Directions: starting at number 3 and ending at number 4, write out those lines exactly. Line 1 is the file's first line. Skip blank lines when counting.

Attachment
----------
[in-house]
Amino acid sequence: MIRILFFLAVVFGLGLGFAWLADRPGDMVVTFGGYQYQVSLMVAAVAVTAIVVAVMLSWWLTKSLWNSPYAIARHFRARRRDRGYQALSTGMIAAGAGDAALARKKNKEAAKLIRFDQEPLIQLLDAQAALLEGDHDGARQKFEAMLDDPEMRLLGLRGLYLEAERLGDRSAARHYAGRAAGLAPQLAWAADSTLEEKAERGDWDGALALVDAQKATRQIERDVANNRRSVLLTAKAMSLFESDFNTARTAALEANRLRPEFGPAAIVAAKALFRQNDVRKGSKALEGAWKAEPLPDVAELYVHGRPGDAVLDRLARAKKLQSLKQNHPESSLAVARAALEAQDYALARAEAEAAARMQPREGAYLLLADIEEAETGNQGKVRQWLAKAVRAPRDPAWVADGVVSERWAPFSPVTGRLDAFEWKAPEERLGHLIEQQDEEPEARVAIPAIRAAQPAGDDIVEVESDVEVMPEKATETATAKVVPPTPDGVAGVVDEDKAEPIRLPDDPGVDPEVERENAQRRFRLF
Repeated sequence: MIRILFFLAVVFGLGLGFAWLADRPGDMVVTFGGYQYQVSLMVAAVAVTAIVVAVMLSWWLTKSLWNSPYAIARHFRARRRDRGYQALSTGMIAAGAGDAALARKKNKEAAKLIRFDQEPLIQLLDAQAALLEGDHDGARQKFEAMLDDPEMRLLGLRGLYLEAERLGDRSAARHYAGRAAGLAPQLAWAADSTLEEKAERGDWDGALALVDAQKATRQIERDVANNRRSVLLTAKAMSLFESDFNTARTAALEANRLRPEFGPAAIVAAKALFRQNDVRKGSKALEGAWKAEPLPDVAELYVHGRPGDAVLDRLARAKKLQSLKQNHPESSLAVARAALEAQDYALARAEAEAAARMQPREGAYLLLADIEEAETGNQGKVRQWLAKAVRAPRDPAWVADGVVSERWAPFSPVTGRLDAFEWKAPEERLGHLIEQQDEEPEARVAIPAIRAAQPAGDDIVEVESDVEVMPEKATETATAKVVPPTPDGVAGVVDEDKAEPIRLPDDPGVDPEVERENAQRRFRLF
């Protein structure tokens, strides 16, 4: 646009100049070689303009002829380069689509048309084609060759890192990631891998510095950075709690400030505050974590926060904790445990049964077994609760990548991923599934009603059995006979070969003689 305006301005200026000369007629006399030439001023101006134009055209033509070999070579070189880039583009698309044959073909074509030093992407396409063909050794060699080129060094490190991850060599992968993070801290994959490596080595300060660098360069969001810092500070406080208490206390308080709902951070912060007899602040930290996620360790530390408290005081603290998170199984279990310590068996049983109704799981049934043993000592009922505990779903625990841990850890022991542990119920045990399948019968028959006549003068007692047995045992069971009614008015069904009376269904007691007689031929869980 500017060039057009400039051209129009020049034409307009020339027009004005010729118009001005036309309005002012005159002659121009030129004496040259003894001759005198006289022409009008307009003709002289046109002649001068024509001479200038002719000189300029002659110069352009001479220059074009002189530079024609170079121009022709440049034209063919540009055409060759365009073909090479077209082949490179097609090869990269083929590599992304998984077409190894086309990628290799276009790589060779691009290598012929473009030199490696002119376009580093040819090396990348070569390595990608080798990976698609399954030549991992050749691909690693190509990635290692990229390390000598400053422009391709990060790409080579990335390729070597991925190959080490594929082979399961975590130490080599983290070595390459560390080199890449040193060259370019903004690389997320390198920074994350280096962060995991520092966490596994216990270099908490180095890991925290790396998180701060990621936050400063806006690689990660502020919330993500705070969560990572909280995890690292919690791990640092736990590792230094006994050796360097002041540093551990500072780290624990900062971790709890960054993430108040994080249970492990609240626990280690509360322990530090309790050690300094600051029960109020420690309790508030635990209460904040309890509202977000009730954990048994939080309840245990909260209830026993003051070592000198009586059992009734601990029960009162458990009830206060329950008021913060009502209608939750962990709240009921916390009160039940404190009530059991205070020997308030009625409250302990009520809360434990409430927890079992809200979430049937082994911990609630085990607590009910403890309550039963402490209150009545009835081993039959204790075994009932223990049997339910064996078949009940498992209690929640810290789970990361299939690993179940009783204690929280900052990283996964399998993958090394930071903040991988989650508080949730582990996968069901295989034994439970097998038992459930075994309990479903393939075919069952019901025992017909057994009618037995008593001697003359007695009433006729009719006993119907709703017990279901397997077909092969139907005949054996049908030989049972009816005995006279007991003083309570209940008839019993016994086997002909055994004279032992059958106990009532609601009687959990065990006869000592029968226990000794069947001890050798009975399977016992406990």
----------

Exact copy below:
Repeated sequence: MIRILFFLAVVFGLGLGFAWLADRPGDMVVTFGGYQYQVSLMVAAVAVTAIVVAVMLSWWLTKSLWNSPYAIARHFRARRRDRGYQALSTGMIAAGAGDAALARKKNKEAAKLIRFDQEPLIQLLDAQAALLEGDHDGARQKFEAMLDDPEMRLLGLRGLYLEAERLGDRSAARHYAGRAAGLAPQLAWAADSTLEEKAERGDWDGALALVDAQKATRQIERDVANNRRSVLLTAKAMSLFESDFNTARTAALEANRLRPEFGPAAIVAAKALFRQNDVRKGSKALEGAWKAEPLPDVAELYVHGRPGDAVLDRLARAKKLQSLKQNHPESSLAVARAALEAQDYALARAEAEAAARMQPREGAYLLLADIEEAETGNQGKVRQWLAKAVRAPRDPAWVADGVVSERWAPFSPVTGRLDAFEWKAPEERLGHLIEQQDEEPEARVAIPAIRAAQPAGDDIVEVESDVEVMPEKATETATAKVVPPTPDGVAGVVDEDKAEPIRLPDDPGVDPEVERENAQRRFRLF
């Protein structure tokens, strides 16, 4: 646009100049070689303009002829380069689509048309084609060759890192990631891998510095950075709690400030505050974590926060904790445990049964077994609760990548991923599934009603059995006979070969003689 305006301005200026000369007629006399030439001023101006134009055209033509070999070579070189880039583009698309044959073909074509030093992407396409063909050794060699080129060094490190991850060599992968993070801290994959490596080595300060660098360069969001810092500070406080208490206390308080709902951070912060007899602040930290996620360790530390408290005081603290998170199984279990310590068996049983109704799981049934043993000592009922505990779903625990841990850890022991542990119920045990399948019968028959006549003068007692047995045992069971009614008015069904009376269904007691007689031929869980 500017060039057009400039051209129009020049034409307009020339027009004005010729118009001005036309309005002012005159002659121009030129004496040259003894001759005198006289022409009008307009003709002289046109002649001068024509001479200038002719000189300029002659110069352009001479220059074009002189530079024609170079121009022709440049034209063919540009055409060759365009073909090479077209082949490179097609090869990269083929590599992304998984077409190894086309990628290799276009790589060779691009290598012929473009030199490696002119376009580093040819090396990348070569390595990608080798990976698609399954030549991992050749691909690693190509990635290692990229390390000598400053422009391709990060790409080579990335390729070597991925190959080490594929082979399961975590130490080599983290070595390459560390080199890449040193060259370019903004690389997320390198920074994350280096962060995991520092966490596994216990270099908490180095890991925290790396998180701060990621936050400063806006690689990660502020919330993500705070969560990572909280995890690292919690791990640092736990590792230094006994050796360097002041540093551990500072780290624990900062971790709890960054993430108040994080249970492990609240626990280690509360322990530090309790050690300094600051029960109020420690309790508030635990209460904040309890509202977000009730954990048994939080309840245990909260209830026993003051070592000198009586059992009734601990029960009162458990009830206060329950008021913060009502209608939750962990709240009921916390009160039940404190009530059991205070020997308030009625409250302990009520809360434990409430927890079992809200979430049937082994911990609630085990607590009910403890309550039963402490209150009545009835081993039959204790075994009932223990049997339910064996078949009940498992209690929640810290789970990361299939690993179940009783204690929280900052990283996964399998993958090394930071903040991988989650508080949730582990996968069901295989034994439970097998038992459930075994309990479903393939075919069952019901025992017909057994009618037995008593001697003359007695009433006729009719006993119907709703017990279901397997077909092969139907005949054996049908030989049972009816005995006279007991003083309570209940008839019993016994086997002909055994004279032992059958106990009532609601009687959990065990006869000592029968226990000794069947001890050798009975399977016992406990």